You might think starting a local marketing agency will provide fun work that seems like play. Perhaps you watched a TV show that made it look cool or you saw a neighbor doing it and thought, “That looks easy.” TV produces fiction – even on “reality” shows. Your neighbor probably made it look easy by having an education and years of experience in the area. So, before you hang out the proverbial shingle and open up shop to rub elbows with local celebrities and business leaders, know what it takes to open and successfully run a marketing agency.

What Kind of Marketing Agency?

Marketing refers to a huge industry with multiple facets. Few agencies try to cover all the bases. Successful agencies pick one area of marketing and may eventually expand to include another, but specializing helps create success. So, what falls under marketing?

  • publicists,
  • public relations firms,
  • advertising agencies,
  • Web design,
  • illustrators,
  • commercial photography,
  • search engine optimization services,
  • content creation,
  • web analytics,
  • social media management,
  • social media marketing,
  • branding/brand management,
  • reputation management.

For example, the world-renowned advertising agency Ogilvy and Mather started out creating quality ads that communicated genuine product knowledge. It still does that. It did add divisions to assist clients with related areas, like Internet advertising, after having been in business for decades.

Pick Your Niche

Once you pick your agency type, you need to determine your niche. Trying to service every industry might seem like it provides a multitude of potential clients, but… no. Each industry looks for agencies that specialize in its area. You’ll successfully build a long-term client list much more quickly if you specialize. Some publicists work only with musicians or actors. Some commercial photographers specialize in the insurance industry. A content or creatives agency might specialize in blockchain or the high-tech industry. They succeed because they know their topic exceedingly well and there is less competition within a niche. The good news is that with so many industries and businesses, plenty of clients abound for everyone.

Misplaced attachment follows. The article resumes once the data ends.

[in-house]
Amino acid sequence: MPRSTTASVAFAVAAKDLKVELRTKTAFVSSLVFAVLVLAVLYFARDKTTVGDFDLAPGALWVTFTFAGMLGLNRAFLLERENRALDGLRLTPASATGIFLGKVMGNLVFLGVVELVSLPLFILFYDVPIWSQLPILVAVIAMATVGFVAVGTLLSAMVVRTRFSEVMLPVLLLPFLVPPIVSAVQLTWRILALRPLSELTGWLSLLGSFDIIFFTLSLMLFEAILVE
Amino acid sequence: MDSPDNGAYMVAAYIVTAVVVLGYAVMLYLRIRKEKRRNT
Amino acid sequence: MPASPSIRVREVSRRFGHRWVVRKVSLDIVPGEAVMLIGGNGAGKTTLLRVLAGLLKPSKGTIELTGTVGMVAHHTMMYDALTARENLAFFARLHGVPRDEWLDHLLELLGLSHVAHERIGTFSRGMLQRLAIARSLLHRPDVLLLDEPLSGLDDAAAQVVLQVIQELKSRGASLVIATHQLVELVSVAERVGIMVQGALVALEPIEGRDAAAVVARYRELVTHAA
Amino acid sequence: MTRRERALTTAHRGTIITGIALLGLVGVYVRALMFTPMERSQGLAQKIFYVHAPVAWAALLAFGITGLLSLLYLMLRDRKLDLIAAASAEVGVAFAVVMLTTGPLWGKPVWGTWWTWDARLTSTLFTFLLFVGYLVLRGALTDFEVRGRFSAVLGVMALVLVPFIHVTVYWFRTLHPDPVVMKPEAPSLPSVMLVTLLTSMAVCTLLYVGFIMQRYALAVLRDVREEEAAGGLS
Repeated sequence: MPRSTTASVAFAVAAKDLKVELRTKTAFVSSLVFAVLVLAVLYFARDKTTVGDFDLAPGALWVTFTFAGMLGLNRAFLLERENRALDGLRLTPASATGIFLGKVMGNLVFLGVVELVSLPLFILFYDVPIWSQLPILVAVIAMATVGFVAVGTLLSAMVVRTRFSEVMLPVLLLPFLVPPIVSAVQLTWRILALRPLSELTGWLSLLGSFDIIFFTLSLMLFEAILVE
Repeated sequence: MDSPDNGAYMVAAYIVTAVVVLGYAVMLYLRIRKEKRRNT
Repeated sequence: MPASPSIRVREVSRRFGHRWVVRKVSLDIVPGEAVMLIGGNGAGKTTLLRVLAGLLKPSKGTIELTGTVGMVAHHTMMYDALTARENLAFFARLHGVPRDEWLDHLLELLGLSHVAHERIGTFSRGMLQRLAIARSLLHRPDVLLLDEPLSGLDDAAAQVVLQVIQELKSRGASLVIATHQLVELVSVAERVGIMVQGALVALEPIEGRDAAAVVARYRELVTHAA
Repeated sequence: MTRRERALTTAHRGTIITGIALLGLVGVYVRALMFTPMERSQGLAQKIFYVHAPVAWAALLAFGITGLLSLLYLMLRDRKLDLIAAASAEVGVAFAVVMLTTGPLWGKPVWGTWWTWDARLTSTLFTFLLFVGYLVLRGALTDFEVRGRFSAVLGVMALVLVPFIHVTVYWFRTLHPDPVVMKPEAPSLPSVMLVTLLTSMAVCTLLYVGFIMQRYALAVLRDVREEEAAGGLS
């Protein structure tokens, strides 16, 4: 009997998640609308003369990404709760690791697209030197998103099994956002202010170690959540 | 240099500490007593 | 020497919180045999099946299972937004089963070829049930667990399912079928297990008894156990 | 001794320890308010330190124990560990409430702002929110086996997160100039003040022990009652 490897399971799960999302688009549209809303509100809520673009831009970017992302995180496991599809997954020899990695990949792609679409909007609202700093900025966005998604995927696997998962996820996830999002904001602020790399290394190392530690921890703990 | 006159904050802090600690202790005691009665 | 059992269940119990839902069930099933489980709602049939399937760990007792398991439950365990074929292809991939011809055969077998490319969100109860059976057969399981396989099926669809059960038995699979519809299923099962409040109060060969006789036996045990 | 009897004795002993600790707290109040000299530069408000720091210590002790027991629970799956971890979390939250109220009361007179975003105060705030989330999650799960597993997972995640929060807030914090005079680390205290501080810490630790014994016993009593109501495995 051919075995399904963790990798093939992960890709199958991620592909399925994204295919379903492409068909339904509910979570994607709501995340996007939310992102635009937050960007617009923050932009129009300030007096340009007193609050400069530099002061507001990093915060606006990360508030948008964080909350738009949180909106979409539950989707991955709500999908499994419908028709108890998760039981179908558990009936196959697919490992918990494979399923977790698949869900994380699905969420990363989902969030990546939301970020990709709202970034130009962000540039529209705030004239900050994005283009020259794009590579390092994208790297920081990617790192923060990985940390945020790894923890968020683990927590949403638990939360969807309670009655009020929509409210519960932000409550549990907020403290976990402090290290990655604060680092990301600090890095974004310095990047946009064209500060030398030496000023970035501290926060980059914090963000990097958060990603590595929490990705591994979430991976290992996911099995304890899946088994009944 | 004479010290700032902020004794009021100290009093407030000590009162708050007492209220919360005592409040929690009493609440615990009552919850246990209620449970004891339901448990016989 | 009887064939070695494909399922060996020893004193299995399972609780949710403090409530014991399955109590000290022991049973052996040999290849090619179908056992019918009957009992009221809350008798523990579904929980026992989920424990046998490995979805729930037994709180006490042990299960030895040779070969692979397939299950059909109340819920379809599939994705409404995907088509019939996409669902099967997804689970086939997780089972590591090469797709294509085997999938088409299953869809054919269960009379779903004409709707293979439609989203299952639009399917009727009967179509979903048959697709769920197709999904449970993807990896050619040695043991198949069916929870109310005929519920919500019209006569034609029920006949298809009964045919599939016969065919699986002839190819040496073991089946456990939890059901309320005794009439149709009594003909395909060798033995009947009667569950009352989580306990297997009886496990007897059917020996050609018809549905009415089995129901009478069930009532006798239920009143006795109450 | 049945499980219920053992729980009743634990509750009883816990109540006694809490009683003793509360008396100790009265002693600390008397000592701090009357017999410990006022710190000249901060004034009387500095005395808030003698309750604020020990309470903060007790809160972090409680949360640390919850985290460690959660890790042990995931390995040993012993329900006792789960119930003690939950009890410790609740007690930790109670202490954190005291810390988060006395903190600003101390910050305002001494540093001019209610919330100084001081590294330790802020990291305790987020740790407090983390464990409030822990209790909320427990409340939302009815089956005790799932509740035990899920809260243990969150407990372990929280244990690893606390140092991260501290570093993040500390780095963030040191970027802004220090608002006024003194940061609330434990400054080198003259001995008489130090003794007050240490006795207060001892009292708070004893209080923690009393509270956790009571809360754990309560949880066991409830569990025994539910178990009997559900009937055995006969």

Business Type

Determine the type of business you’ll open. In the US, you have three essential choices:

  • sole proprietorship,
  • limited liability corporation (LLC),

Each type requires separate paperwork. Each has separate requirements from the Internal Revenue Service. A sole proprietorship works if you are a single person working for yourself. If you need help, you can sub-contract.

If you would like to separate your business assets from your personal assets, you need to file for a LLC or corporation. If you want a simple partnership, i.e. you and your best friend want to found a business together, choose a LLC. If you’re a startup with venture capital or an angel investor that will hire employees, file incorporation paperwork. For a LLC or corporation, you’ll need to hire an attorney. They’ll help you handle major items like your articles of incorporation.

Home Office or Outside Office?

Will you office at home or rent an office space outside your home? Many sole proprietorships start out in a home office. This saves money and some paperwork. If you choose to office outside your home, you’ll need to apply for and obtain a local business permit which you must display so visiting customers can see it. This also applies if your home business hires employees (which differs from sub-contractors). You’ll also need a state tax certificate and a federal tax identification number from the Internal Revenue Service, if you hire employees. A sole proprietor may legally use their Social Security Number. Marketing agencies don’t require special licenses.